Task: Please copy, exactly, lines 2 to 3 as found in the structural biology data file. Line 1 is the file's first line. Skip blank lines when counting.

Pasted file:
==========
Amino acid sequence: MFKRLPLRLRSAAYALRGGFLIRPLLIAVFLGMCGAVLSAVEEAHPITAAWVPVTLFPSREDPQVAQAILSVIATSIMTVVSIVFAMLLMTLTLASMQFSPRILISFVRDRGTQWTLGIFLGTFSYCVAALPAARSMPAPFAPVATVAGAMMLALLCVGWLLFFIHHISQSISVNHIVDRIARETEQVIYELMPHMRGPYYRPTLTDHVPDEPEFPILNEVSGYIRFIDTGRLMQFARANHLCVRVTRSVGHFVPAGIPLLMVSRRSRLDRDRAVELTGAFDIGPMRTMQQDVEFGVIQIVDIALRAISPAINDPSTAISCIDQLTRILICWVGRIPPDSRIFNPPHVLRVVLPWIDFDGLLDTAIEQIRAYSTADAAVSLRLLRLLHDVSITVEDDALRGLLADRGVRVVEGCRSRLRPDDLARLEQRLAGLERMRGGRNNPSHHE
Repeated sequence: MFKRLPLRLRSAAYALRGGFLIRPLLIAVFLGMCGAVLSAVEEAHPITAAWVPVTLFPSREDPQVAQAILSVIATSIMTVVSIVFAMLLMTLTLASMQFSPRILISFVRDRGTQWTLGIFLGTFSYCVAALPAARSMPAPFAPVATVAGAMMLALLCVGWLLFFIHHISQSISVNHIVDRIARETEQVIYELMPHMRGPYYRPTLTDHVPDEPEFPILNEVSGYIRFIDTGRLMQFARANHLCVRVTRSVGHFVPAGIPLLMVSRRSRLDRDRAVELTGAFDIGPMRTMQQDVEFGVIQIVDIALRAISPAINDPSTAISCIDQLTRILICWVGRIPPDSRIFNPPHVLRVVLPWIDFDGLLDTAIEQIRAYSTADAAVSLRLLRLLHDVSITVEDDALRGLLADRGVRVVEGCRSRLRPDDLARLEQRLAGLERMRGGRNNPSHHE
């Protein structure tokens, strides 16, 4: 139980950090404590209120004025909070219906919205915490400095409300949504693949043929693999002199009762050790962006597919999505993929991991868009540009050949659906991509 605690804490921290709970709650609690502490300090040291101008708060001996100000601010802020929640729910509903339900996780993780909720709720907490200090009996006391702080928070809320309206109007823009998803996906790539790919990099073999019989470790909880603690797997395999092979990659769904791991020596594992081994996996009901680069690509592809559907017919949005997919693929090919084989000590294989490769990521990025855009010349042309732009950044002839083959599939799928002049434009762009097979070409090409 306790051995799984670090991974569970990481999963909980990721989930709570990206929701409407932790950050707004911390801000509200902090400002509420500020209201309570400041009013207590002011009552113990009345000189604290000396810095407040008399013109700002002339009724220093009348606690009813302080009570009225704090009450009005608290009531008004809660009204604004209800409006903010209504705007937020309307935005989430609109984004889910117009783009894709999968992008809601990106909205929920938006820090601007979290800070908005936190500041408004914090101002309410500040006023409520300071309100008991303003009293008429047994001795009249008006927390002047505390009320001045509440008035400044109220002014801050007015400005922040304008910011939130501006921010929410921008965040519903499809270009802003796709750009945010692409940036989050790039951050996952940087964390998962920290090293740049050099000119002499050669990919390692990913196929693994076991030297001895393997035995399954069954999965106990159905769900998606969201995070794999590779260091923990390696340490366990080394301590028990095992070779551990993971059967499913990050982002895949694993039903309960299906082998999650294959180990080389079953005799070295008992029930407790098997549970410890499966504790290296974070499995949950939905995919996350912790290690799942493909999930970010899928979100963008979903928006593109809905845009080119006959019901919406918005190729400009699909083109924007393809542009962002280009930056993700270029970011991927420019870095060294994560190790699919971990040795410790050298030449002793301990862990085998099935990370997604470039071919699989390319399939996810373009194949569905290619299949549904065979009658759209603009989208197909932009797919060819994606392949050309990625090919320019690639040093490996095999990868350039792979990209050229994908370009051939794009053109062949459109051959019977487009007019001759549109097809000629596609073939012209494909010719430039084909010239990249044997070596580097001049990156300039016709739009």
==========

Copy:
Repeated sequence: MFKRLPLRLRSAAYALRGGFLIRPLLIAVFLGMCGAVLSAVEEAHPITAAWVPVTLFPSREDPQVAQAILSVIATSIMTVVSIVFAMLLMTLTLASMQFSPRILISFVRDRGTQWTLGIFLGTFSYCVAALPAARSMPAPFAPVATVAGAMMLALLCVGWLLFFIHHISQSISVNHIVDRIARETEQVIYELMPHMRGPYYRPTLTDHVPDEPEFPILNEVSGYIRFIDTGRLMQFARANHLCVRVTRSVGHFVPAGIPLLMVSRRSRLDRDRAVELTGAFDIGPMRTMQQDVEFGVIQIVDIALRAISPAINDPSTAISCIDQLTRILICWVGRIPPDSRIFNPPHVLRVVLPWIDFDGLLDTAIEQIRAYSTADAAVSLRLLRLLHDVSITVEDDALRGLLADRGVRVVEGCRSRLRPDDLARLEQRLAGLERMRGGRNNPSHHE
């Protein structure tokens, strides 16, 4: 139980950090404590209120004025909070219906919205915490400095409300949504693949043929693999002199009762050790962006597919999505993929991991868009540009050949659906991509 605690804490921290709970709650609690502490300090040291101008708060001996100000601010802020929640729910509903339900996780993780909720709720907490200090009996006391702080928070809320309206109007823009998803996906790539790919990099073999019989470790909880603690797997395999092979990659769904791991020596594992081994996996009901680069690509592809559907017919949005997919693929090919084989000590294989490769990521990025855009010349042309732009950044002839083959599939799928002049434009762009097979070409090409 306790051995799984670090991974569970990481999963909980990721989930709570990206929701409407932790950050707004911390801000509200902090400002509420500020209201309570400041009013207590002011009552113990009345000189604290000396810095407040008399013109700002002339009724220093009348606690009813302080009570009225704090009450009005608290009531008004809660009204604004209800409006903010209504705007937020309307935005989430609109984004889910117009783009894709999968992008809601990106909205929920938006820090601007979290800070908005936190500041408004914090101002309410500040006023409520300071309100008991303003009293008429047994001795009249008006927390002047505390009320001045509440008035400044109220002014801050007015400005922040304008910011939130501006921010929410921008965040519903499809270009802003796709750009945010692409940036989050790039951050996952940087964390998962920290090293740049050099000119002499050669990919390692990913196929693994076991030297001895393997035995399954069954999965106990159905769900998606969201995070794999590779260091923990390696340490366990080394301590028990095992070779551990993971059967499913990050982002895949694993039903309960299906082998999650294959180990080389079953005799070295008992029930407790098997549970410890499966504790290296974070499995949950939905995919996350912790290690799942493909999930970010899928979100963008979903928006593109809905845009080119006959019901919406918005190729400009699909083109924007393809542009962002280009930056993700270029970011991927420019870095060294994560190790699919971990040795410790050298030449002793301990862990085998099935990370997604470039071919699989390319399939996810373009194949569905290619299949549904065979009658759209603009989208197909932009797919060819994606392949050309990625090919320019690639040093490996095999990868350039792979990209050229994908370009051939794009053109062949459109051959019977487009007019001759549109097809000629596609073939012209494909010719430039084909010239990249044997070596580097001049990156300039016709739009």